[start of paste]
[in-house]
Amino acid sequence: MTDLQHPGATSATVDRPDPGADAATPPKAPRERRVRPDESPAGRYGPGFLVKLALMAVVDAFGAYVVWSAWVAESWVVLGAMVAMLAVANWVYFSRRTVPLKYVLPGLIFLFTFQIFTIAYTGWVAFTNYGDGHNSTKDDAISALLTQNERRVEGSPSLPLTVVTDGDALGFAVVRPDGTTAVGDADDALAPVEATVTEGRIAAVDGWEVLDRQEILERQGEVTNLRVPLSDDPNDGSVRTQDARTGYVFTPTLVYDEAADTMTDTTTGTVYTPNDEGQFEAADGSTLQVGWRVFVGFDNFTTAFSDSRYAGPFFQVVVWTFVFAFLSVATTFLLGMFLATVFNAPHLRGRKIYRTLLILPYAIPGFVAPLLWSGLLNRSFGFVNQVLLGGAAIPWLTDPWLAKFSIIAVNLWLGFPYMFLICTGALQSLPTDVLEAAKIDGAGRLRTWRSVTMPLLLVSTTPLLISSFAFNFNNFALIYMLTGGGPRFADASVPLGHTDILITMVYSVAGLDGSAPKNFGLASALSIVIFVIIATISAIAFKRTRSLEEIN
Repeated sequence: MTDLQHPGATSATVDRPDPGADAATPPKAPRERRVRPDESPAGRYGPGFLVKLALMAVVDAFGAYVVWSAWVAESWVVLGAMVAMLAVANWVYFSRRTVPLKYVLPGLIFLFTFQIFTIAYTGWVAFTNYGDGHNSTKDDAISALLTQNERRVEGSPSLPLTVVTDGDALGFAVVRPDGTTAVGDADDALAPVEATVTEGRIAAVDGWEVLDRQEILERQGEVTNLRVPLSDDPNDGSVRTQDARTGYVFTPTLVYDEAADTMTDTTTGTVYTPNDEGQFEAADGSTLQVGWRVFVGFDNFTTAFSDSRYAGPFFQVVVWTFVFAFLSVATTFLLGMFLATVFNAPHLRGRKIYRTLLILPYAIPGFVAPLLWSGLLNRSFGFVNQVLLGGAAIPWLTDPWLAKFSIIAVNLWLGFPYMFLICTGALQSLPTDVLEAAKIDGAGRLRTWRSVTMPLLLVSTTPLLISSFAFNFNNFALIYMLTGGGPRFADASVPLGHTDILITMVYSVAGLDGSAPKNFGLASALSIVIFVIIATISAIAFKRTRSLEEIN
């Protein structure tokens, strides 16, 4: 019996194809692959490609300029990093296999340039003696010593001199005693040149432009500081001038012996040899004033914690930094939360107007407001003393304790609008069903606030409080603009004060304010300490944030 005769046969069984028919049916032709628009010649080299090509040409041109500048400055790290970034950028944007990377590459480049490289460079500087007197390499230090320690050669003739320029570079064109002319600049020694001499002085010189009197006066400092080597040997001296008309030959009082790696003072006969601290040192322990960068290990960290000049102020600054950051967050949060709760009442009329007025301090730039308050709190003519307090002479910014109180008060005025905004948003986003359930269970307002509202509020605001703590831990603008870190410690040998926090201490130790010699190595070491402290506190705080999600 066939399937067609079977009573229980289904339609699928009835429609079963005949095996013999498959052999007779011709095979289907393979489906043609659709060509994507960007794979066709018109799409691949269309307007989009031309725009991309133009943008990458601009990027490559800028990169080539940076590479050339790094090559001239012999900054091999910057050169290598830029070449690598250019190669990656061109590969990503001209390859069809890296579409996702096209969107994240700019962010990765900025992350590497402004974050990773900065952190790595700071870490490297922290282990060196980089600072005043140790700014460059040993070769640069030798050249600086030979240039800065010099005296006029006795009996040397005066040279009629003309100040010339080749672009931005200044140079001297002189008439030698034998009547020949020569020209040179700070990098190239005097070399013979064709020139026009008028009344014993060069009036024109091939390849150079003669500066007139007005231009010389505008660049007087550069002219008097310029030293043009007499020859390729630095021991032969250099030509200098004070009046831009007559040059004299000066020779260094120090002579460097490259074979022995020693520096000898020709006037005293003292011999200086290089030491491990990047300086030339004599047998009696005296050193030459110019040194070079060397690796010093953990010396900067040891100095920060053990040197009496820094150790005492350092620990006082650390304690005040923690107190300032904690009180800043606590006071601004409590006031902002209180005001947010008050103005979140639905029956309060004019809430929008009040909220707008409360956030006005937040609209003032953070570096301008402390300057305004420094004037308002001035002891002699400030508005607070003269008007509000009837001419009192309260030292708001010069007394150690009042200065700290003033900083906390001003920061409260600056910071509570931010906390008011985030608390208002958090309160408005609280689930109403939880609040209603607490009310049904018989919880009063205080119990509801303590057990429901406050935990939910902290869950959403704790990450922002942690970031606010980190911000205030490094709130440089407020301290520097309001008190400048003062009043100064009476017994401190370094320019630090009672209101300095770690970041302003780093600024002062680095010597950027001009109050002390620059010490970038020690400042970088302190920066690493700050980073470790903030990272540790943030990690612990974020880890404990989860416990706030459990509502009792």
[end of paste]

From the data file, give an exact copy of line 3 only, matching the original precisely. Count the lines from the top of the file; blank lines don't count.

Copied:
Repeated sequence: MTDLQHPGATSATVDRPDPGADAATPPKAPRERRVRPDESPAGRYGPGFLVKLALMAVVDAFGAYVVWSAWVAESWVVLGAMVAMLAVANWVYFSRRTVPLKYVLPGLIFLFTFQIFTIAYTGWVAFTNYGDGHNSTKDDAISALLTQNERRVEGSPSLPLTVVTDGDALGFAVVRPDGTTAVGDADDALAPVEATVTEGRIAAVDGWEVLDRQEILERQGEVTNLRVPLSDDPNDGSVRTQDARTGYVFTPTLVYDEAADTMTDTTTGTVYTPNDEGQFEAADGSTLQVGWRVFVGFDNFTTAFSDSRYAGPFFQVVVWTFVFAFLSVATTFLLGMFLATVFNAPHLRGRKIYRTLLILPYAIPGFVAPLLWSGLLNRSFGFVNQVLLGGAAIPWLTDPWLAKFSIIAVNLWLGFPYMFLICTGALQSLPTDVLEAAKIDGAGRLRTWRSVTMPLLLVSTTPLLISSFAFNFNNFALIYMLTGGGPRFADASVPLGHTDILITMVYSVAGLDGSAPKNFGLASALSIVIFVIIATISAIAFKRTRSLEEIN